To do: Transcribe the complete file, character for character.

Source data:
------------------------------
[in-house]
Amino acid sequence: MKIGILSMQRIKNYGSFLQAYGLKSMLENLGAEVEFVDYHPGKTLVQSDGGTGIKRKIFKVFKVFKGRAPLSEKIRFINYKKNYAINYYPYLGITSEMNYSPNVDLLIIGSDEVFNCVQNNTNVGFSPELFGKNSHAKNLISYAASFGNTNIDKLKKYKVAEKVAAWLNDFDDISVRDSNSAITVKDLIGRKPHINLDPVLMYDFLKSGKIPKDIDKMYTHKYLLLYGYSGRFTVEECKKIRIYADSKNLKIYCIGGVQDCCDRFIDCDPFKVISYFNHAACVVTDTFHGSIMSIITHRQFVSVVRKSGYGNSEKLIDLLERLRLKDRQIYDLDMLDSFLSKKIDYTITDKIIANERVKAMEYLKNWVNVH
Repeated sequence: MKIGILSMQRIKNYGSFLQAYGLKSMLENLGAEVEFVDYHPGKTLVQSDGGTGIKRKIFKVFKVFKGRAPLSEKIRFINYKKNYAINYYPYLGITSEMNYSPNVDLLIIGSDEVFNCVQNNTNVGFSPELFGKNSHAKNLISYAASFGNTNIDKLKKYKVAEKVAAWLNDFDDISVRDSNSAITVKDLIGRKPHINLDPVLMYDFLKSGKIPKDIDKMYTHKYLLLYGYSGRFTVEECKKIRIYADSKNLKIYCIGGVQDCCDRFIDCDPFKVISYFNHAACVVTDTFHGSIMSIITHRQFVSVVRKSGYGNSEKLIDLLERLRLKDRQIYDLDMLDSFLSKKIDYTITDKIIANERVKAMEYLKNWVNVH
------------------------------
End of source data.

[in-house]
Amino acid sequence: MKIGILSMQRIKNYGSFLQAYGLKSMLENLGAEVEFVDYHPGKTLVQSDGGTGIKRKIFKVFKVFKGRAPLSEKIRFINYKKNYAINYYPYLGITSEMNYSPNVDLLIIGSDEVFNCVQNNTNVGFSPELFGKNSHAKNLISYAASFGNTNIDKLKKYKVAEKVAAWLNDFDDISVRDSNSAITVKDLIGRKPHINLDPVLMYDFLKSGKIPKDIDKMYTHKYLLLYGYSGRFTVEECKKIRIYADSKNLKIYCIGGVQDCCDRFIDCDPFKVISYFNHAACVVTDTFHGSIMSIITHRQFVSVVRKSGYGNSEKLIDLLERLRLKDRQIYDLDMLDSFLSKKIDYTITDKIIANERVKAMEYLKNWVNVH
Repeated sequence: MKIGILSMQRIKNYGSFLQAYGLKSMLENLGAEVEFVDYHPGKTLVQSDGGTGIKRKIFKVFKVFKGRAPLSEKIRFINYKKNYAINYYPYLGITSEMNYSPNVDLLIIGSDEVFNCVQNNTNVGFSPELFGKNSHAKNLISYAASFGNTNIDKLKKYKVAEKVAAWLNDFDDISVRDSNSAITVKDLIGRKPHINLDPVLMYDFLKSGKIPKDIDKMYTHKYLLLYGYSGRFTVEECKKIRIYADSKNLKIYCIGGVQDCCDRFIDCDPFKVISYFNHAACVVTDTFHGSIMSIITHRQFVSVVRKSGYGNSEKLIDLLERLRLKDRQIYDLDMLDSFLSKKIDYTITDKIIANERVKAMEYLKNWVNVH